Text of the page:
What is Myocarditis

Myocarditis is an inflammation and weakening of the myocardium, the thick, muscular layer of the heart wall.

It is a rare disorder that is usually caused by viral, bacterial or parasitic infections such as mononucleosis, polio, influenza or rubella. It can also be caused by allergic reactions, or exposure to chemicals or certain medications.

Severe myocarditis can weaken the heart muscle to the point where it can no longer supply your body with enough oxygenated blood. There is also a risk of blood clots forming in the heart, which can lead to stroke or heart attack.

Symptoms of Myocarditis

A patient with myocarditis will experience the following symptoms:

  • Chest pain
  • Rapid or irregular heartbeat, arrhythmia
  • Breathlessness
  • Fluid retention
  • Fatigue
  • Fainting or dizziness
  • Acute heart failure

Occasionally a patient suffering from myocarditis will experience no symptoms. In these cases the problem usually corrects itself.

Myocarditis in Children

When children develop myocarditis, they may experience the following:

  • Breathing difficulties
  • High temperature
  • Gray or bluish discoloration of the skin
  • Loss of appetite

Diagnosis of Myocarditis

To diagnose myocarditis, your doctor will take a medical history and perform a physical examination where she will listen to your heart with a stethoscope, listening for unusual sounds, such as murmurs or abnormal heart rhythms.

In order to make a positive diagnosis, your doctor will probably perform an Electrocardiogram (ECG) to check the electrical patterns of your heart, abnormal rhythms and signs of a weakened or damaged heart muscle.

She may also choose to take a chest x-ray, to look for build-up in the fluid in your lungs.

Treatment of Myocarditis

The first course of treatment is usually to treat the infection that caused the myocarditis in the first place. Your doctor may prescribe bed rest and medication to help your heart rest and heal on its own.

If, however, you have rapid or irregular heartbeats a period of hospitalization may be recommended. In most cases myocarditis patients will make a full recovery. However, in more severe cases aggressive therapy may be required to facilitate recovery.

What is Pericarditis?

Pericarditis is an inflammation of the pericardium, the thin layer of tissue that surrounds the heart. Pericarditis has many causes including infection, exposure to certain medications, and radiation therapy.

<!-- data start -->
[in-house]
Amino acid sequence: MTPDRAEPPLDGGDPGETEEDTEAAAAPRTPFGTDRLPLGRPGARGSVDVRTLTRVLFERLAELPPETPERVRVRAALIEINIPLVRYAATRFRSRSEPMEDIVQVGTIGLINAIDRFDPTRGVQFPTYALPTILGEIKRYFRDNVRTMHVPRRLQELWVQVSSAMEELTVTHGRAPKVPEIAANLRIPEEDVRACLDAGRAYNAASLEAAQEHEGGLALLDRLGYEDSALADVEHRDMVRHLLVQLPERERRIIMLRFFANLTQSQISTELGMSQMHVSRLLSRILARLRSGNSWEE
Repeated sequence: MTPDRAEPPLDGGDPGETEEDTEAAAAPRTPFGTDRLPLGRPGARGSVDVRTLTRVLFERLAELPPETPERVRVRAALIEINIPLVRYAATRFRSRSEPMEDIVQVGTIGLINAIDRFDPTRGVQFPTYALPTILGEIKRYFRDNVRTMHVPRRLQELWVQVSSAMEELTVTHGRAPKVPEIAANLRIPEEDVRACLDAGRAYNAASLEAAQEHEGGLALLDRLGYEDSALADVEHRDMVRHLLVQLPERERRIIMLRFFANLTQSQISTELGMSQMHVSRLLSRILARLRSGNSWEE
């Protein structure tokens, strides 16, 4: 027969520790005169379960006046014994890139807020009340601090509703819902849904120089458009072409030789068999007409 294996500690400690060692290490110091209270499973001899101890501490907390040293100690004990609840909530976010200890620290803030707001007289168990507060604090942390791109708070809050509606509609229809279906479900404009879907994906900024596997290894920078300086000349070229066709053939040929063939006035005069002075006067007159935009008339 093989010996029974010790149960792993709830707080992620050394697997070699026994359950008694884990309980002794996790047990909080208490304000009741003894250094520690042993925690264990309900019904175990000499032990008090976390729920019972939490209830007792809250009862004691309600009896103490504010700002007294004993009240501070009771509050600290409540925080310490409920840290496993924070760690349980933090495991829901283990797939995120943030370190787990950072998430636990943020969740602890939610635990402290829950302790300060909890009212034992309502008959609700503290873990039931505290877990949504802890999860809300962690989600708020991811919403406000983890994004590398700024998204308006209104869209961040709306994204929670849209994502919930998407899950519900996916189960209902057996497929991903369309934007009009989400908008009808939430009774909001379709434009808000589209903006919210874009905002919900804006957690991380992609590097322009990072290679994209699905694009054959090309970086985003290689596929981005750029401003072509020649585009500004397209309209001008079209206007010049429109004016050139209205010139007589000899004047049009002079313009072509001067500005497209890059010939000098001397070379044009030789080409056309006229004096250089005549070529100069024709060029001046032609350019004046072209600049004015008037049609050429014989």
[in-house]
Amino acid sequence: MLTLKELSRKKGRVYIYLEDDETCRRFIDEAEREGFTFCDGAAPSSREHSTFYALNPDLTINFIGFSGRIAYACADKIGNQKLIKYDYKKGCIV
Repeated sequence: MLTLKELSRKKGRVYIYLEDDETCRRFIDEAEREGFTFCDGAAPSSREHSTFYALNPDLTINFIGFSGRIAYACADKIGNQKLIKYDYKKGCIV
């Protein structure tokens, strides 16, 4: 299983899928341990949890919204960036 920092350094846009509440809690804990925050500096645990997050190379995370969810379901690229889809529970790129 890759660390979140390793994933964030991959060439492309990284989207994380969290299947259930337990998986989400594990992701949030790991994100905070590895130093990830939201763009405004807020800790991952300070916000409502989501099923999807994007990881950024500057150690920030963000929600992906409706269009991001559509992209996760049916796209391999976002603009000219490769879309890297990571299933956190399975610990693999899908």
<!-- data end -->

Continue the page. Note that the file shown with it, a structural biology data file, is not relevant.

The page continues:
In young, otherwise healthy patients, pericarditis can be caused by viral infections, such as (you guessed it) mononucleosis.

Symptoms of Pericarditis

Similar to myocarditis, the most common symptom of pericarditis is chest pain. This pain is usually felt below the breastbone and/or below the ribs on the left side of the chest.

The pain may worsen when the patient lies down, and better when he sits up or leans forward. Breathing will worsen the pain as the lungs and heart move in the chest, rubbing against the irritated pericardium.

Other symptoms include:

  • Shortness of breath when lying down
  • Feelings of fatigue, weakness, or sickness
  • A dry cough
  • Abdominal swelling
  • Low grade fever

Diagnosis of Pericarditis

In order to diagnose pericarditis, the doctor will need to:

  • Take a medical history, including what your symptoms are and whether or not you’ve recently had any infections, such as mono.
  • Complete a physical examination. The doctor will listen to your heart, checking for scratchy sounds, called pericardial rub, that the heart makes as it rubs against the swollen pericardium. The doctor may also check for swollen ankles and feet and distended veins in the neck.
  • Take an electrocardiogram (ECG) – (See above under myocarditis for explanation of ECG).

Usually these procedures gather sufficient information for the doctor to make a diagnosis of pericarditis.

Treatment of Pericarditis

Your doctor may prescribe anti-inflammatory drugs, such as aspirin or ibuprofen, to relieve pain and reduce the swelling in your heart.

Bed rest is also a common recommendation for pericarditis. If you have more severe pain, you may be given a narcotic to make you more comfortable.

Recovery time is usually one to three weeks, though one in five patients will report a relapse within months. In some severe cases, pericarditis surgery may be recommended to drain the excess fluid.

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